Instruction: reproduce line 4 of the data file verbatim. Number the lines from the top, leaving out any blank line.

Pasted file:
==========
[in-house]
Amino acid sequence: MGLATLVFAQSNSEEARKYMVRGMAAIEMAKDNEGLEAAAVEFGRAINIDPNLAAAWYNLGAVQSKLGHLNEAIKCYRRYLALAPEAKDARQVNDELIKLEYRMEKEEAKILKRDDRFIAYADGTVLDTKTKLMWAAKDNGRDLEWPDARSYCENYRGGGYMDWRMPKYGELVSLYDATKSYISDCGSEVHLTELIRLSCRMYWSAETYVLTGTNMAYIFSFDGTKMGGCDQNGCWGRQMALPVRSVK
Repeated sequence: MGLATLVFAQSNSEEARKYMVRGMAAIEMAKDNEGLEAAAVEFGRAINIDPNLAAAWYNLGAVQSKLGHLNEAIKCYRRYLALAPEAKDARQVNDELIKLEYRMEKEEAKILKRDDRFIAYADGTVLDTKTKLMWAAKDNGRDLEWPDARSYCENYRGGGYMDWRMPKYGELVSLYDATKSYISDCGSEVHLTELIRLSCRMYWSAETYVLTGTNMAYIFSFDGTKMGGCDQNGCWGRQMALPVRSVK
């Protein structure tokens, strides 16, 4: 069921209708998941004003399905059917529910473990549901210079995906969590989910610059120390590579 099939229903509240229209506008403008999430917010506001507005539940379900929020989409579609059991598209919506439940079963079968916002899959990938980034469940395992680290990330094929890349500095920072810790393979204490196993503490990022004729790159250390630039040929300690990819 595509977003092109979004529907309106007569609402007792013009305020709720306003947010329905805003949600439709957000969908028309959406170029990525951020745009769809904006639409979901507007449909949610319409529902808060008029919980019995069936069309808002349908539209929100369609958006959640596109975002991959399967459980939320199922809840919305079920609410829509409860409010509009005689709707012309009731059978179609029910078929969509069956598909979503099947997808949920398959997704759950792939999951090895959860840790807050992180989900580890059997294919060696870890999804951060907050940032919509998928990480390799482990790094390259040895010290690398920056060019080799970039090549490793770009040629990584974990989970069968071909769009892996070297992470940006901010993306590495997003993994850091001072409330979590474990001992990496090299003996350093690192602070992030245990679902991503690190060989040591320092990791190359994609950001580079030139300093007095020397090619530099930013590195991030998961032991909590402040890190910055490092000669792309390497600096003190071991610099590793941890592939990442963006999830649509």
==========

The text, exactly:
């Protein structure tokens, strides 16, 4: 069921209708998941004003399905059917529910473990549901210079995906969590989910610059120390590579 099939229903509240229209506008403008999430917010506001507005539940379900929020989409579609059991598209919506439940079963079968916002899959990938980034469940395992680290990330094929890349500095920072810790393979204490196993503490990022004729790159250390630039040929300690990819 595509977003092109979004529907309106007569609402007792013009305020709720306003947010329905805003949600439709957000969908028309959406170029990525951020745009769809904006639409979901507007449909949610319409529902808060008029919980019995069936069309808002349908539209929100369609958006959640596109975002991959399967459980939320199922809840919305079920609410829509409860409010509009005689709707012309009731059978179609029910078929969509069956598909979503099947997808949920398959997704759950792939999951090895959860840790807050992180989900580890059997294919060696870890999804951060907050940032919509998928990480390799482990790094390259040895010290690398920056060019080799970039090549490793770009040629990584974990989970069968071909769009892996070297992470940006901010993306590495997003993994850091001072409330979590474990001992990496090299003996350093690192602070992030245990679902991503690190060989040591320092990791190359994609950001580079030139300093007095020397090619530099930013590195991030998961032991909590402040890190910055490092000669792309390497600096003190071991610099590793941890592939990442963006999830649509």